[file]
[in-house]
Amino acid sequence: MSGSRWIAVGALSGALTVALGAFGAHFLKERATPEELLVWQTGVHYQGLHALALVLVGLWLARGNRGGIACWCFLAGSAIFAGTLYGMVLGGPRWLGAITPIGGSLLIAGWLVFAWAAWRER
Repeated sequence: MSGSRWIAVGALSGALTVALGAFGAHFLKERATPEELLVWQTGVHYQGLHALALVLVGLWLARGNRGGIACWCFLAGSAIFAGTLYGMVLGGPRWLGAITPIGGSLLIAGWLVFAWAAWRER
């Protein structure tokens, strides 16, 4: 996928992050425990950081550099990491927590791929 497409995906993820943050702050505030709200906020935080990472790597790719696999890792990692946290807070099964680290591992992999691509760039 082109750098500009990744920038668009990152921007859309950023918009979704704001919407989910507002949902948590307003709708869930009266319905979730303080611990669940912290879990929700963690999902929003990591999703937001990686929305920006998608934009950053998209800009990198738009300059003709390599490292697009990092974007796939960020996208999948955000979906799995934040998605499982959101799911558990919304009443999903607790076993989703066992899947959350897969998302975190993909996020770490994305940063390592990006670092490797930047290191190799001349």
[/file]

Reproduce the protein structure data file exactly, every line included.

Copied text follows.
[in-house]
Amino acid sequence: MSGSRWIAVGALSGALTVALGAFGAHFLKERATPEELLVWQTGVHYQGLHALALVLVGLWLARGNRGGIACWCFLAGSAIFAGTLYGMVLGGPRWLGAITPIGGSLLIAGWLVFAWAAWRER
Repeated sequence: MSGSRWIAVGALSGALTVALGAFGAHFLKERATPEELLVWQTGVHYQGLHALALVLVGLWLARGNRGGIACWCFLAGSAIFAGTLYGMVLGGPRWLGAITPIGGSLLIAGWLVFAWAAWRER
């Protein structure tokens, strides 16, 4: 996928992050425990950081550099990491927590791929 497409995906993820943050702050505030709200906020935080990472790597790719696999890792990692946290807070099964680290591992992999691509760039 082109750098500009990744920038668009990152921007859309950023918009979704704001919407989910507002949902948590307003709708869930009266319905979730303080611990669940912290879990929700963690999902929003990591999703937001990686929305920006998608934009950053998209800009990198738009300059003709390599490292697009990092974007796939960020996208999948955000979906799995934040998605499982959101799911558990919304009443999903607790076993989703066992899947959350897969998302975190993909996020770490994305940063390592990006670092490797930047290191190799001349």